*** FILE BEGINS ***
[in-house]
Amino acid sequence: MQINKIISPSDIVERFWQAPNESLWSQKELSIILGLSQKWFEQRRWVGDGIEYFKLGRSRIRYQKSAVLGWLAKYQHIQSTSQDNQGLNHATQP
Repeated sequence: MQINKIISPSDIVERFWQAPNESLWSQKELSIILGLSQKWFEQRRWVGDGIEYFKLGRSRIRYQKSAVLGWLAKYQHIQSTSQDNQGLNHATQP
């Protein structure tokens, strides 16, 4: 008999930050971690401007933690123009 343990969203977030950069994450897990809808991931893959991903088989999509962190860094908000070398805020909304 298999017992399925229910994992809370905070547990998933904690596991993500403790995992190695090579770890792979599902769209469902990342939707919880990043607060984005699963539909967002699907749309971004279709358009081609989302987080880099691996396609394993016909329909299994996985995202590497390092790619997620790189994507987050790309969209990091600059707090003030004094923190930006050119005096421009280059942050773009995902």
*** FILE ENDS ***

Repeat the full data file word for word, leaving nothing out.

[in-house]
Amino acid sequence: MQINKIISPSDIVERFWQAPNESLWSQKELSIILGLSQKWFEQRRWVGDGIEYFKLGRSRIRYQKSAVLGWLAKYQHIQSTSQDNQGLNHATQP
Repeated sequence: MQINKIISPSDIVERFWQAPNESLWSQKELSIILGLSQKWFEQRRWVGDGIEYFKLGRSRIRYQKSAVLGWLAKYQHIQSTSQDNQGLNHATQP
């Protein structure tokens, strides 16, 4: 008999930050971690401007933690123009 343990969203977030950069994450897990809808991931893959991903088989999509962190860094908000070398805020909304 298999017992399925229910994992809370905070547990998933904690596991993500403790995992190695090579770890792979599902769209469902990342939707919880990043607060984005699963539909967002699907749309971004279709358009081609989302987080880099691996396609394993016909329909299994996985995202590497390092790619997620790189994507987050790309969209990091600059707090003030004094923190930006050119005096421009280059942050773009995902």